The Dutch Parallel Corpus 2.0 is a bidirectional parallel corpus of expert translations for Dutch-English and Dutch-French language pairs. The corpus is sentence-aligned, lemmatized and POS-tagged using the state-of-the-art natural language processing toolkit Stanza.
Compared to the first release of the Dutch Parallel Corpus in 2010, the new DPC2 contains:
The corpus currently contains 2.7 million words, but is dynamic in nature.
|Translation direction||Word count||Number of source texts||Number of text providers||Number of translators|
|English > Dutch||398,774||110||10||13 (10)|
|Dutch > English||430,094||105||20||22 (16)|
|French > Dutch||1,029,739||153||15||20 (14)|
|Dutch > French||925,002||176||20||22 (19)|
The availability of an extensive set of metadata is considered the main asset of this corpus, together with a more principled and flexible register classification, which contains manuals for a general audience, manuals for specialists, (popular) science, journalistic texts, commercial communication, public service communication, political speeches, literature, touristic texts. The corpus is relevant for scholars in Translation Studies, (Contrastive) Linguistics and register studies.
Get access to DPC2
DPC2 can be accessed via SketchEngine. Alternatively, we can send you a zip file containing the individual tmx files. Researchers can use DPC2 free of charge. It is, however, not allowed to use the corpus, or part of it, to develop commercial or non-commercial software. It is also not allowed to reproduce DPC2-texts, or parts of it, in any form without the prior permission of the project team.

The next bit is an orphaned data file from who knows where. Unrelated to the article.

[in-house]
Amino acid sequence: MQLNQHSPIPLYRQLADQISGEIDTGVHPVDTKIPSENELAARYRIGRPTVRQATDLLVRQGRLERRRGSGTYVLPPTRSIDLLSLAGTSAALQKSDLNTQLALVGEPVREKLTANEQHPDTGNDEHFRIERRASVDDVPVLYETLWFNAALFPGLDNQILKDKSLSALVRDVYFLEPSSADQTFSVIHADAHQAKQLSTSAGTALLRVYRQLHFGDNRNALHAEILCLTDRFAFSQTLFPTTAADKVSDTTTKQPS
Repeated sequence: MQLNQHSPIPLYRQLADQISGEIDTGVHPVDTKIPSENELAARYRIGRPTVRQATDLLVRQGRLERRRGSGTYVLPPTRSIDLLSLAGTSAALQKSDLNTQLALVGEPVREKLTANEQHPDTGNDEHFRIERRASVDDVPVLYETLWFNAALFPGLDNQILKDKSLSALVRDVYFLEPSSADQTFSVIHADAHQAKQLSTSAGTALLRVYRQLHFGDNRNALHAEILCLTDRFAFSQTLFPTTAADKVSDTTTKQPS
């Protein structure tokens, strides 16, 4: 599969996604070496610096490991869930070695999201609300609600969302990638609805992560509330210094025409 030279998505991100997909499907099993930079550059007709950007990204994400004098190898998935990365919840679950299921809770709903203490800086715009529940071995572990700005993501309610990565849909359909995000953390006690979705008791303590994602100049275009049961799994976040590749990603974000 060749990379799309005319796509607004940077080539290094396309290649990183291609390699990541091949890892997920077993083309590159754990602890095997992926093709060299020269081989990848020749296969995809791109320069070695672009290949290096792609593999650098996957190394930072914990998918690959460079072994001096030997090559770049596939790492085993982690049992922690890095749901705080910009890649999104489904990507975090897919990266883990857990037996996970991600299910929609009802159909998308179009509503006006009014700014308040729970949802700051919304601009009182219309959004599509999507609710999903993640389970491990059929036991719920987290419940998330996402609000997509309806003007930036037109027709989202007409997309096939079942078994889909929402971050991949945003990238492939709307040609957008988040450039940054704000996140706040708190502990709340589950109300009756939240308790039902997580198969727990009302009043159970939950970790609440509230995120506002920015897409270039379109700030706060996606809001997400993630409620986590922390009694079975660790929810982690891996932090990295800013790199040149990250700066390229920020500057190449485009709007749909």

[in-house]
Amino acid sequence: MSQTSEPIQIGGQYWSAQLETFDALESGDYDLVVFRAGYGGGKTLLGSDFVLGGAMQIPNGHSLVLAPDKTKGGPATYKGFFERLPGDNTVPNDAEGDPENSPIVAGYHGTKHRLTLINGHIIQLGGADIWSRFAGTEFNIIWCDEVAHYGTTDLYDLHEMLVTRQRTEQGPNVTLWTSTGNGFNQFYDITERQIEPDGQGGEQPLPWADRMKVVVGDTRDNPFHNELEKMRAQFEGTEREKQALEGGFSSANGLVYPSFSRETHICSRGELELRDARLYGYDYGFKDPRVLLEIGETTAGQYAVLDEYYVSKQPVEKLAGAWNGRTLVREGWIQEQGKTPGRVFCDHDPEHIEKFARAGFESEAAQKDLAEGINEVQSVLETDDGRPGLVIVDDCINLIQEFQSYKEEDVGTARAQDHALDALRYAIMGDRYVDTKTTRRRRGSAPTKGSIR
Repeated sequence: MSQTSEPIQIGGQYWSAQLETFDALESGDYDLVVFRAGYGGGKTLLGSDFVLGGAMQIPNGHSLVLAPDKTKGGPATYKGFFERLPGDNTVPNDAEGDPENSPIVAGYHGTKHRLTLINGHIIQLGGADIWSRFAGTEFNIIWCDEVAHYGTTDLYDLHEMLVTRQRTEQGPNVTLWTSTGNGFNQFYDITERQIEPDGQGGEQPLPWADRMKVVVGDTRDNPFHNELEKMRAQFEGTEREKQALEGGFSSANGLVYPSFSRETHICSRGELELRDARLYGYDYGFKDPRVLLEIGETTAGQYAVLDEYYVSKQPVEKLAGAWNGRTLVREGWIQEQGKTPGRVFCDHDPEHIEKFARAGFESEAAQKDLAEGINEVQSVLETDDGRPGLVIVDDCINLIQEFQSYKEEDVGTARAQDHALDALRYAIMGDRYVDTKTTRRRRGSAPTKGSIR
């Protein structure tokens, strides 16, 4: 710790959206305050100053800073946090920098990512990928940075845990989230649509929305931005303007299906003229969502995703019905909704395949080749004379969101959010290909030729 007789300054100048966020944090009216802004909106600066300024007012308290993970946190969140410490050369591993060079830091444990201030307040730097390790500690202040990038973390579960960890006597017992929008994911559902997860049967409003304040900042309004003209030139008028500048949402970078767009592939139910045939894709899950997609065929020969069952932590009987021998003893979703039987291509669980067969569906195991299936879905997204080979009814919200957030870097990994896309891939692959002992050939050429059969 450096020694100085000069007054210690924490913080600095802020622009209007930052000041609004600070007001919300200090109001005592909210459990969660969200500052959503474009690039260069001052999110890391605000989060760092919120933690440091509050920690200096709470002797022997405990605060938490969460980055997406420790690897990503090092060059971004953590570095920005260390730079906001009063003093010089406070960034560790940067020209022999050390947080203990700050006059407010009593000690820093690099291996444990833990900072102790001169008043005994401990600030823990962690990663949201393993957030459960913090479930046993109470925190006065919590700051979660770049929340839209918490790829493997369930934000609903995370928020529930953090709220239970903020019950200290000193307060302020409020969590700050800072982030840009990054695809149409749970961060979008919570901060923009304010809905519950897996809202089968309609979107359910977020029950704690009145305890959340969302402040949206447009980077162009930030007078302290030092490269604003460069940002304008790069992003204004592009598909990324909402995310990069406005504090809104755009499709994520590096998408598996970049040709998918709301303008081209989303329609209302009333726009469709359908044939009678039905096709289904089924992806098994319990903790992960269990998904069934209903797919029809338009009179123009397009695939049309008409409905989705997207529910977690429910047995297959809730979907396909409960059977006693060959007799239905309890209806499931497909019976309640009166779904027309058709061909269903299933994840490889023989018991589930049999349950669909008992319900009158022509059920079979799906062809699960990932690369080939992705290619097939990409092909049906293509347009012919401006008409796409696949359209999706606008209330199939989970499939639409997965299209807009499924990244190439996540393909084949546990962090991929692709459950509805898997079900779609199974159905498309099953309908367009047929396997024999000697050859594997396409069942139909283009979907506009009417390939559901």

Refer to DPC2 in your scholarly work
When presenting or publishing research using data from DPC2, please refer to:Reynaert, Ryan, Lieve Macken, Arda Tezcan & Gert De Sutter (in press). Building a New-Generation Corpus for Empirical Translation Studies: The Dutch Parallel Corpus 2.0. In: Vincent X. Wang, Lily Lim and Defeng Li (Eds.), New Perspectives on Corpus Translation Studies. [Series title: New Frontiers in Translation Studies]. Singapore: Springer.
The project is a collaborative effort of the research units Empirical and Quantitative Translation and Interpreting Studies (EQTIS) and Language and Translation Technology Team (LT3), and was financially supported by the Department of Translation, Interpreting and Communication. The project team consists of the following members: